How an acquisition is structured often has a significant effect on its success. Investors often establish a special purpose vehicle (SPV) for acquisition transactions and SPVs commonly borrow funds from banks or other financial institutions to finance these operations. The repayment of funds (with interest) and the performance of tax obligations require a well-planned financial structure. One of the most well-known types of financial structure is debt pushdown.
An acquisition structure involving debt pushdown is implemented as follows:
- The investor incorporates an SPV. Given that the SPV's sole purpose is to acquire the target's shares, the SPV has no business operations.
- The SPV borrows funds from banks or other financial institutions to finance the costs incurred in the acquisition of the target's shares.
- Following acquisition, the SPV and the target merge by upstream or downstream merger.1
- As a result, the SPV's receivables and liabilities are transferred to the target and the SPV ceases to exist.
- All funds borrowed from banks are thereby pushed down to the target and the SPV's costs, debts and interest payments incurred during and following the acquisition of the target's shares are paid by the target.
The new Commercial Code 6102 introduced a financial assistance prohibition. Based on the opinion that a merger in the abovementioned scenario is part of the initial acquisition of a target by an SPV, some Turkish scholars and legal practitioners argue that the debt pushdown mechanism should be considered to fall within the scope of the financial assistance prohibition and viewed as a circumvention thereof.2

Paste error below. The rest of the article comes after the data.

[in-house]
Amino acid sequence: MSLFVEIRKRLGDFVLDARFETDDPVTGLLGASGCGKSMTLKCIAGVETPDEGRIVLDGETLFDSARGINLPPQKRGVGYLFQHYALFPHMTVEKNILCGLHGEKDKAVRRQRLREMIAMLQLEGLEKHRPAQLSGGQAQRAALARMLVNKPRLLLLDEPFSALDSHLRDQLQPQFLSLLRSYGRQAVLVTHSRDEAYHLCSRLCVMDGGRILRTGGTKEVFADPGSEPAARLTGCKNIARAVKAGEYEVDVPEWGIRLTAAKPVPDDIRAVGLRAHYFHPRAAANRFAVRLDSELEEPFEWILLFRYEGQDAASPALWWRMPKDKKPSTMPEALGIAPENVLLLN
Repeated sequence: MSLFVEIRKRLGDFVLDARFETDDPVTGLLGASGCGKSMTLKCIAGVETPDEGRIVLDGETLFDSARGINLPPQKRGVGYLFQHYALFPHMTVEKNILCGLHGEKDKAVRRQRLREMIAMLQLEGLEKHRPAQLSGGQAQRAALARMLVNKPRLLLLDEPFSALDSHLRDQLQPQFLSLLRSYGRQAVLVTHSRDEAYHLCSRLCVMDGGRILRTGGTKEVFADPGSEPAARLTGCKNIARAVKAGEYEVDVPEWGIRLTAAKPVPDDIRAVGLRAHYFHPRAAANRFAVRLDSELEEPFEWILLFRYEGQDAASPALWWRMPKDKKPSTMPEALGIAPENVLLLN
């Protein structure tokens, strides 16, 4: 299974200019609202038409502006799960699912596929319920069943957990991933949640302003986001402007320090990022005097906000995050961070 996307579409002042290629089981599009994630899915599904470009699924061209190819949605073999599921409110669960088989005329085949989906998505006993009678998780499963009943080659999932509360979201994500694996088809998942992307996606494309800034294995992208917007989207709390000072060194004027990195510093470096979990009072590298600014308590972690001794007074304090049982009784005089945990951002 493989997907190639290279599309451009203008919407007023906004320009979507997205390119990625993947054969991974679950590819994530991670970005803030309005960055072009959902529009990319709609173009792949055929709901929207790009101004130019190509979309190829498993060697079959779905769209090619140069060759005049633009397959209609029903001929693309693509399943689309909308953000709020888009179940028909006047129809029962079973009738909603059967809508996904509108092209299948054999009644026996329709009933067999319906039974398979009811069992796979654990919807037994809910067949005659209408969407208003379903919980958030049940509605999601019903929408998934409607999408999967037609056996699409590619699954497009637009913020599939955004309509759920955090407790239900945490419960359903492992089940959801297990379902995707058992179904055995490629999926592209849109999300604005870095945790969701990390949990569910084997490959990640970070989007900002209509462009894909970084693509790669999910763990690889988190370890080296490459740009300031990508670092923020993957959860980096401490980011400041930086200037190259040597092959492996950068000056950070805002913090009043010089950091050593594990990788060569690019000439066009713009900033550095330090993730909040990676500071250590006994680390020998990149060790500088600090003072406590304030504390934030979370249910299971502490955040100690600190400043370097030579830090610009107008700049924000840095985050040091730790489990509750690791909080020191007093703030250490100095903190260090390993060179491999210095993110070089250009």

In contrast, the majority of Turkish legal scholars argue that the upstream or downstream merger of an SPV with a target following the acquisition of shares does not fall within the scope of the financial assistance prohibition.3
The debt pushdown mechanism and its results are yet to be tested in the Turkish courts. The absence of precedent gives some cause for caution among legal practitioners advising on M&A transactions. Given that the target provides no security to the SPV for the acquisition of its shares, an upstream or downstream merger involving debt pushdown cannot be considered within the scope of the financial assistance prohibition. From a general legal perspective, even if such a merger negatively affects the financial status of the target, the Commercial Code's merger provisions allow for mergers through the acquisition of insolvent companies or companies in liquidation.
Originally published by International Law Office.
(1) If an SPV merges into a target, it is a 'downstream merger'; whereas if a target merges into an SPV, it is an 'upstream merger'.
(2) Article 380 of the Commercial Code prohibits transactions concerning the grant of advances, loans or security by the target for the acquisition of the target's shares by a third party.
(3) Leveraged Buyout ve Anonim Şirketin Finansal Yardım Yasağı (Leveraged Buyout and Financial Assistance Prohibition in Joint Stock Corporations), by Dr Fatih Arıcı and Cem Veziroğlu, 2014.
© Kolcuoğlu Demirkan Koçaklı Attorneys at Law 2015